The US Census Bureau recently released the latest American Community Survey, which includes data on transit commuting for counties around the country. I created some graphs that show the top performers in the region and across the US.
The bad news: only about 5 percent of people commute by transit in the US. The news that should make us proud: the Washington region ranks second nationwide in counties with high percentages of transit commuters.
These are the counties with the most transit commuters
Nationally, only 5.1 percent of workers commute to work by transit. In counties throughout some major metropolitan areas, the story is different, however.
In 21 counties, at least 15 percent of commuters use transit — about three times the national average. The New York City region includes nine of these counties, including the top five performers. DC takes sixth place with 36.8 percent of commuters using transit, following only four New York City boroughs and Hudson County, New Jersey, which includes Jersey City.
The Washington region had the second most counties — a total of six — with at least 15 percent of commuters using transit.
The San Francisco, Boston (Suffolk County), Philadelphia, Chicago (Cook County), and Baltimore areas all also each had one central county with above 15 percent of commuters travel by transit. The one outlier on this list is Mono County, California — a largely rural area in the eastern part of the state. In this case, however, the data have a high margin of error of 5.1 percent.
Transit commuting is pretty popular around DC
As we saw, the Washington region contains some of the most transit-heavy counties for commuters. Outside of the inner counties though, there is no area where the rate of transit commuters breaks 10 percent. Nonetheless, only Loudoun County and Manassas City fall below the national average.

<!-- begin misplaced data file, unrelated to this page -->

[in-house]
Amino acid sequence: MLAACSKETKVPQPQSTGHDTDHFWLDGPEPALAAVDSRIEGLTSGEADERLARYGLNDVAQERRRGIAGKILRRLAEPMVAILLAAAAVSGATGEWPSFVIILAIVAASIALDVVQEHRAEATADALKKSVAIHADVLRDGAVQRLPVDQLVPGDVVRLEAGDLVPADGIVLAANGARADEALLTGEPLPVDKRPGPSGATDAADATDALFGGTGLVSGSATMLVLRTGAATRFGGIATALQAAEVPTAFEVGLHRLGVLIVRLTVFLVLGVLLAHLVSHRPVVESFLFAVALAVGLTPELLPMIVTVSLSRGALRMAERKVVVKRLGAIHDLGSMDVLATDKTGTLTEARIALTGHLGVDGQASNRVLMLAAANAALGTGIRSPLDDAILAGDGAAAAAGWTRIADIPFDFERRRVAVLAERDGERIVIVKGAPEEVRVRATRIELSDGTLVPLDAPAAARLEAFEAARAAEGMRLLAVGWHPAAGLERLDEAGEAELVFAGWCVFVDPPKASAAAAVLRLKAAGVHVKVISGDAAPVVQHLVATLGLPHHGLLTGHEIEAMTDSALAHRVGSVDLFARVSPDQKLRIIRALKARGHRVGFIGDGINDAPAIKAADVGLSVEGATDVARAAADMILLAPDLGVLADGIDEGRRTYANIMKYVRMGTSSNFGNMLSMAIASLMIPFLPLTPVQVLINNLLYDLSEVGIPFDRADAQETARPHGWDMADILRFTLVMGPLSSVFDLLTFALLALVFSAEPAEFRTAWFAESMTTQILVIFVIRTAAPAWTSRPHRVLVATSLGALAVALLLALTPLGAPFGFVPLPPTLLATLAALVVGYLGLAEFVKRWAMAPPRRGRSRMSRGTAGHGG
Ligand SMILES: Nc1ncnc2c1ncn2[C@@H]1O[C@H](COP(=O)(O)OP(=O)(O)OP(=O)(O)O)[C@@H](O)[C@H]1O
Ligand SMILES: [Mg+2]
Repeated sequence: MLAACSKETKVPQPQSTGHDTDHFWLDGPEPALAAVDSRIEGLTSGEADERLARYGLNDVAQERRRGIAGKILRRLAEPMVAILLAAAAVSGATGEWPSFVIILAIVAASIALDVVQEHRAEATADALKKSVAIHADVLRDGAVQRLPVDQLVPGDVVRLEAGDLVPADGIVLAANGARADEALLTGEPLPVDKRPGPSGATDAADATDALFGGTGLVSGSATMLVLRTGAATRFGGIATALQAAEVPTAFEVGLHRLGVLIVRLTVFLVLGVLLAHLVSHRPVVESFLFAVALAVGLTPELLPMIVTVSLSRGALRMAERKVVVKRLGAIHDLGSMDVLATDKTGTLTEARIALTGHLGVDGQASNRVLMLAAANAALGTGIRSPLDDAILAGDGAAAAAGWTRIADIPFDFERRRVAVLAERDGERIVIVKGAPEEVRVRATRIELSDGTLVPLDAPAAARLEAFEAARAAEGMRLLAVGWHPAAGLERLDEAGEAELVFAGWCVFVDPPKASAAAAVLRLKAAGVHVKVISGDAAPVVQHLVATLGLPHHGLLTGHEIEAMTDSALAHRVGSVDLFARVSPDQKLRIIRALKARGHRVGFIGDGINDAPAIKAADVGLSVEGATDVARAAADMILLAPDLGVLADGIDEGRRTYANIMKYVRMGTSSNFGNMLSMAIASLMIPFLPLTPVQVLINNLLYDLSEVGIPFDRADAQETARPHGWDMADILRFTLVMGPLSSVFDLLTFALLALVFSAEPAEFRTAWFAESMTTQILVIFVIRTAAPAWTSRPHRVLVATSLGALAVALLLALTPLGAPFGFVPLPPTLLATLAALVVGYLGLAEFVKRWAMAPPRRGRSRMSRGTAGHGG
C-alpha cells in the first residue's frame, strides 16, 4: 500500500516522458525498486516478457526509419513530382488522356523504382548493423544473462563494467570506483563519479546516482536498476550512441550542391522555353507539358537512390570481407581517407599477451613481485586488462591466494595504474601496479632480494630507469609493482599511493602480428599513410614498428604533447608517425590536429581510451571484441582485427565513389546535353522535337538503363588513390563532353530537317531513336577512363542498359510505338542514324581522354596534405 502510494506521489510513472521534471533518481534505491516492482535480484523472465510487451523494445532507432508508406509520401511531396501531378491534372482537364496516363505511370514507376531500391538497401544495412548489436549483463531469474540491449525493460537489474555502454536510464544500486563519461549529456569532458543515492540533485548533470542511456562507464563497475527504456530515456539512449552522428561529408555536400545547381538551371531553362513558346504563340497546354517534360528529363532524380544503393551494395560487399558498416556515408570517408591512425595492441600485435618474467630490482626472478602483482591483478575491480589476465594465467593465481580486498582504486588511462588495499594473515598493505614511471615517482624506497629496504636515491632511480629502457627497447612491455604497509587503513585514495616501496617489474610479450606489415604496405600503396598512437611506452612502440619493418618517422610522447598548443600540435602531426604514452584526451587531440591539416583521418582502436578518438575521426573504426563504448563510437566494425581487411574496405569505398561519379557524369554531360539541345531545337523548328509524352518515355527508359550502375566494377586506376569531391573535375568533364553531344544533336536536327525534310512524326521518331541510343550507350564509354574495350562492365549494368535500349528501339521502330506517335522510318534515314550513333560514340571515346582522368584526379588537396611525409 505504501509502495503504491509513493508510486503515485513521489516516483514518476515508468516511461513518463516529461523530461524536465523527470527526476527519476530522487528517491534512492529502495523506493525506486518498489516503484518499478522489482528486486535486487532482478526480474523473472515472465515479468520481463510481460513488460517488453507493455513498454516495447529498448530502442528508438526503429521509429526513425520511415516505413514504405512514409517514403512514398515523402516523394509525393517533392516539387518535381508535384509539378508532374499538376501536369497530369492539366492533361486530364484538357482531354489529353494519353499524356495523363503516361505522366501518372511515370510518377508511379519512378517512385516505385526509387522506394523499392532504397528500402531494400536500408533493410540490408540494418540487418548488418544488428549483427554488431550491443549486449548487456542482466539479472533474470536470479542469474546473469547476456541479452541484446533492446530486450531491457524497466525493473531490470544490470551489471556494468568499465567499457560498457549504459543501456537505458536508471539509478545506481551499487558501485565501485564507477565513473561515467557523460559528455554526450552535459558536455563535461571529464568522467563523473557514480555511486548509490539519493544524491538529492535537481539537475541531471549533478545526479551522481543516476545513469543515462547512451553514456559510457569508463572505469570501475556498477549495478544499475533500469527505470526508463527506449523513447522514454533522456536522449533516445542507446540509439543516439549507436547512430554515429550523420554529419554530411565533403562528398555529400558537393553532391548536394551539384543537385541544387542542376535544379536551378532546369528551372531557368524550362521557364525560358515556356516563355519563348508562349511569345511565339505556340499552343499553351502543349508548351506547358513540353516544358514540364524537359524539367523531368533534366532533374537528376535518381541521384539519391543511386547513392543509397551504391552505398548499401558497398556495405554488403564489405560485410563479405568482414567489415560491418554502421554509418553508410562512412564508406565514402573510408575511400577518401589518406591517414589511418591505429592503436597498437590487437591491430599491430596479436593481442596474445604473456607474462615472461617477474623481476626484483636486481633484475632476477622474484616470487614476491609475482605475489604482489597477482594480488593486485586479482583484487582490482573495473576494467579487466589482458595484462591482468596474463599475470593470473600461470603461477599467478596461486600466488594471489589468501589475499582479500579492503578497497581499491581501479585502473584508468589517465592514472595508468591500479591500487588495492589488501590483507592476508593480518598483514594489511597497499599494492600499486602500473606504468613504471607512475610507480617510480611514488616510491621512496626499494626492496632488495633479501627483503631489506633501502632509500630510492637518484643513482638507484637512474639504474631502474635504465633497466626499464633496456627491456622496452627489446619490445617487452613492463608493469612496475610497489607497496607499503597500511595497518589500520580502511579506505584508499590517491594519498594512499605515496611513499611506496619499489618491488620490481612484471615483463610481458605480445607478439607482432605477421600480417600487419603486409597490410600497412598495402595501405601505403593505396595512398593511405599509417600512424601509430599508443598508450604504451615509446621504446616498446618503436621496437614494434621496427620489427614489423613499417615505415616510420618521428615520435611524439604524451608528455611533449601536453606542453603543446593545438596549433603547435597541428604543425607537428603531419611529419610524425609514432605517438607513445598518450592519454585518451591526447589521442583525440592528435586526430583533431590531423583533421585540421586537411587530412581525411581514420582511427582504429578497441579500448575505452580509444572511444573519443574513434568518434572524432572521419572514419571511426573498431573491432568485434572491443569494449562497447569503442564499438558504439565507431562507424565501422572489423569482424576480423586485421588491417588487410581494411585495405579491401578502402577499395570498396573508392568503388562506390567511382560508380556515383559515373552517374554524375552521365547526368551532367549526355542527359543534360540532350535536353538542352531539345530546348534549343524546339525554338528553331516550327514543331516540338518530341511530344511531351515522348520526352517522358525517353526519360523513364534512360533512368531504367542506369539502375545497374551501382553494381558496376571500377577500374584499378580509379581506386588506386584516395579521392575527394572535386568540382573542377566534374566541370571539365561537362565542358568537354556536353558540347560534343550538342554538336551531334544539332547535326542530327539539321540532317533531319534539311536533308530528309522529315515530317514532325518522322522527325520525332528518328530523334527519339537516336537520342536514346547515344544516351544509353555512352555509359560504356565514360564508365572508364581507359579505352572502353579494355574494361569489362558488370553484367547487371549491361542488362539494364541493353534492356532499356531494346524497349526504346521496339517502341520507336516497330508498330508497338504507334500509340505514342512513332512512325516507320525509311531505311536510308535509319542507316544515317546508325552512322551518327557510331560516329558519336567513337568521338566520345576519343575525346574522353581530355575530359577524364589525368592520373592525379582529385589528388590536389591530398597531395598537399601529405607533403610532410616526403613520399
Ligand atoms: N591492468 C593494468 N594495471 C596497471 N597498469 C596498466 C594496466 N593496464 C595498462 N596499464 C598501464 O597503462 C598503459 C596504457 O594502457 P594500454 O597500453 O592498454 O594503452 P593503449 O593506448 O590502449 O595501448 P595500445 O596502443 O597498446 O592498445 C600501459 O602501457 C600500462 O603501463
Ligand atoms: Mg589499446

At the state level, both Virginia and Maryland rank high. Since it is entirely urban, DC is unsurprisingly at the top of the list.
Maryland ranks sixth, falling behind states around the New York, Boston, and Chicago metropolitan areas. The total percentage falls below 10 percent, but as Jim Titus explained, this figure is somewhat misleading.
Virginia ranks lower at 12th place, and ranks below the national average at 4.5 percent. Even then, the state scores similarly to states such as California and Oregon.
What else does the data tell us
The Washington region shows its relative strength in transit commuting in the most recent ACS, while the case of New York shows that there is certainly room for improvement. In particular, the New York City region’s high average density could be one of the chief reasons why so many of its counties score high on transit use.
Likewise, a number of the top performing counties for transit commuters also appear to match the areas where car ownership is the lowest.
Lastly, there is a large discrepancy between the mean and median transit commuter rates at both the state and county level. In other words, a small number of areas make up most of the transit commuters for the whole country.
Although the mean rate is 5.2 percent nationwide, the median state only has 1.1 percent of commuters travel by transit. Even worse, in 80 percent of counties nationwide, less than 1 percent of workers who use public transportation.
This post has been updated to reflect that the New York City region includes nine counties where at least 15 percent of commuters use transit, not seven as previously stated.